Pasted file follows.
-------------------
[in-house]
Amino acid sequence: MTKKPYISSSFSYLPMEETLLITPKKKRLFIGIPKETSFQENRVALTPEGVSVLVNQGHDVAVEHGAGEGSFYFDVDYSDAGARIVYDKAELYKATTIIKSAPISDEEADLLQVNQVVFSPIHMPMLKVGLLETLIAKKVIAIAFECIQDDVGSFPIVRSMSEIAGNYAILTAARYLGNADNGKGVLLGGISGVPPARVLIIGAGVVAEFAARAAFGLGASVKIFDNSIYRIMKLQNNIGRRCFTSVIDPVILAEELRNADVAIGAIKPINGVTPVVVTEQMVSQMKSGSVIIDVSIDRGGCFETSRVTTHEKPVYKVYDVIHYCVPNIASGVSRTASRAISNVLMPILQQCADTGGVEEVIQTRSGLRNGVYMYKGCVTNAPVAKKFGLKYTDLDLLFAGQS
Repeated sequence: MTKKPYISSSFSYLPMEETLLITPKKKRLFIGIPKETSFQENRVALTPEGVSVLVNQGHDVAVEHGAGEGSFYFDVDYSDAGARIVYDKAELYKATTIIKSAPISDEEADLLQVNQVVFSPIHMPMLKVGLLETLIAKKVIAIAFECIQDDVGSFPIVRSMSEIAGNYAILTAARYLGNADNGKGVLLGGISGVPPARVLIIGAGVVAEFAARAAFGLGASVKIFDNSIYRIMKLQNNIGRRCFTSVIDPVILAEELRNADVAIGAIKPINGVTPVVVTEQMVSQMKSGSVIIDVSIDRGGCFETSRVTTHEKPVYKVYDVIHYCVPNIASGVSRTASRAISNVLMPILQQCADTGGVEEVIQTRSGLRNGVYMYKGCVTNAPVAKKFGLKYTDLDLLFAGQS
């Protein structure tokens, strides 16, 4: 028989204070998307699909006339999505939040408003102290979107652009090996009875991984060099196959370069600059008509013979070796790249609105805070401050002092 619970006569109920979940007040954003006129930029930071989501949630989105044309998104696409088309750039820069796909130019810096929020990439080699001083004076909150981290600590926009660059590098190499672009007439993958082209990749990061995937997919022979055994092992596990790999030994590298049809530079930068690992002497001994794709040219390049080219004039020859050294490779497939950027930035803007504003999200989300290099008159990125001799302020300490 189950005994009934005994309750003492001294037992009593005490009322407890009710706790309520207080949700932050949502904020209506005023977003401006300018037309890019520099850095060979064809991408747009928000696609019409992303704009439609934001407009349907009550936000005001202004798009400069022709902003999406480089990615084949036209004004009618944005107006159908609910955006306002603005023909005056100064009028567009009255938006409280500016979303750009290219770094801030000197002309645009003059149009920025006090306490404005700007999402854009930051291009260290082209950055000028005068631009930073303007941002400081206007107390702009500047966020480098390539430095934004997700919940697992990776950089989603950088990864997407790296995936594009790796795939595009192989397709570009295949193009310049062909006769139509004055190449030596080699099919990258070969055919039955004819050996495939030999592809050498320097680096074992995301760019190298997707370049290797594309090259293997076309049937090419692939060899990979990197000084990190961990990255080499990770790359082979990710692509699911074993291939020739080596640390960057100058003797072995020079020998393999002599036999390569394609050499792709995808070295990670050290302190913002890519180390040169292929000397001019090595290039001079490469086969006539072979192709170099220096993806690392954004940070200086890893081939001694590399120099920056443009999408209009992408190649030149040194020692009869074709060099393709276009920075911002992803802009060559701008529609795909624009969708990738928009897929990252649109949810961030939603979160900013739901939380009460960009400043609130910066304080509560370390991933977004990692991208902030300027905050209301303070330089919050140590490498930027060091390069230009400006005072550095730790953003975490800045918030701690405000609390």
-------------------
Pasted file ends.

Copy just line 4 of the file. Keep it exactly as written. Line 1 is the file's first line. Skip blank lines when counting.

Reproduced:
């Protein structure tokens, strides 16, 4: 028989204070998307699909006339999505939040408003102290979107652009090996009875991984060099196959370069600059008509013979070796790249609105805070401050002092 619970006569109920979940007040954003006129930029930071989501949630989105044309998104696409088309750039820069796909130019810096929020990439080699001083004076909150981290600590926009660059590098190499672009007439993958082209990749990061995937997919022979055994092992596990790999030994590298049809530079930068690992002497001994794709040219390049080219004039020859050294490779497939950027930035803007504003999200989300290099008159990125001799302020300490 189950005994009934005994309750003492001294037992009593005490009322407890009710706790309520207080949700932050949502904020209506005023977003401006300018037309890019520099850095060979064809991408747009928000696609019409992303704009439609934001407009349907009550936000005001202004798009400069022709902003999406480089990615084949036209004004009618944005107006159908609910955006306002603005023909005056100064009028567009009255938006409280500016979303750009290219770094801030000197002309645009003059149009920025006090306490404005700007999402854009930051291009260290082209950055000028005068631009930073303007941002400081206007107390702009500047966020480098390539430095934004997700919940697992990776950089989603950088990864997407790296995936594009790796795939595009192989397709570009295949193009310049062909006769139509004055190449030596080699099919990258070969055919039955004819050996495939030999592809050498320097680096074992995301760019190298997707370049290797594309090259293997076309049937090419692939060899990979990197000084990190961990990255080499990770790359082979990710692509699911074993291939020739080596640390960057100058003797072995020079020998393999002599036999390569394609050499792709995808070295990670050290302190913002890519180390040169292929000397001019090595290039001079490469086969006539072979192709170099220096993806690392954004940070200086890893081939001694590399120099920056443009999408209009992408190649030149040194020692009869074709060099393709276009920075911002992803802009060559701008529609795909624009969708990738928009897929990252649109949810961030939603979160900013739901939380009460960009400043609130910066304080509560370390991933977004990692991208902030300027905050209301303070330089919050140590490498930027060091390069230009400006005072550095730790953003975490800045918030701690405000609390």